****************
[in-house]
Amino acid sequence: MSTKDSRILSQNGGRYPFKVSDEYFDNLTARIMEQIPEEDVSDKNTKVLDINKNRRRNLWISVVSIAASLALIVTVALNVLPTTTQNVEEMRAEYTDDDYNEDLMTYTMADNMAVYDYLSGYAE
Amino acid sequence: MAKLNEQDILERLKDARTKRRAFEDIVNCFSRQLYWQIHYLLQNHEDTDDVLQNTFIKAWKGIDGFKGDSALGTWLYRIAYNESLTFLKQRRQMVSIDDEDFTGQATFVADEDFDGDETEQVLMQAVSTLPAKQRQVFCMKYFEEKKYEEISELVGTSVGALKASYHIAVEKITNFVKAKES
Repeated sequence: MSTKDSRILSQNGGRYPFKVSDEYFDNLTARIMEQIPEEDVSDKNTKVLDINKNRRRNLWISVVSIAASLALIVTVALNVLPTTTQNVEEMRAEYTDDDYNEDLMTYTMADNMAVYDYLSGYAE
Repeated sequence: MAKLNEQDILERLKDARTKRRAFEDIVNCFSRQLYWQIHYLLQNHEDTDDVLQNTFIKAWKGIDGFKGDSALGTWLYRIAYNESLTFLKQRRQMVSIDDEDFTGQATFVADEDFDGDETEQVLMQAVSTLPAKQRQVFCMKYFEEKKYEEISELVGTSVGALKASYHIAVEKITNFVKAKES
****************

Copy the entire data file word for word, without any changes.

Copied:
[in-house]
Amino acid sequence: MSTKDSRILSQNGGRYPFKVSDEYFDNLTARIMEQIPEEDVSDKNTKVLDINKNRRRNLWISVVSIAASLALIVTVALNVLPTTTQNVEEMRAEYTDDDYNEDLMTYTMADNMAVYDYLSGYAE
Amino acid sequence: MAKLNEQDILERLKDARTKRRAFEDIVNCFSRQLYWQIHYLLQNHEDTDDVLQNTFIKAWKGIDGFKGDSALGTWLYRIAYNESLTFLKQRRQMVSIDDEDFTGQATFVADEDFDGDETEQVLMQAVSTLPAKQRQVFCMKYFEEKKYEEISELVGTSVGALKASYHIAVEKITNFVKAKES
Repeated sequence: MSTKDSRILSQNGGRYPFKVSDEYFDNLTARIMEQIPEEDVSDKNTKVLDINKNRRRNLWISVVSIAASLALIVTVALNVLPTTTQNVEEMRAEYTDDDYNEDLMTYTMADNMAVYDYLSGYAE
Repeated sequence: MAKLNEQDILERLKDARTKRRAFEDIVNCFSRQLYWQIHYLLQNHEDTDDVLQNTFIKAWKGIDGFKGDSALGTWLYRIAYNESLTFLKQRRQMVSIDDEDFTGQATFVADEDFDGDETEQVLMQAVSTLPAKQRQVFCMKYFEEKKYEEISELVGTSVGALKASYHIAVEKITNFVKAKES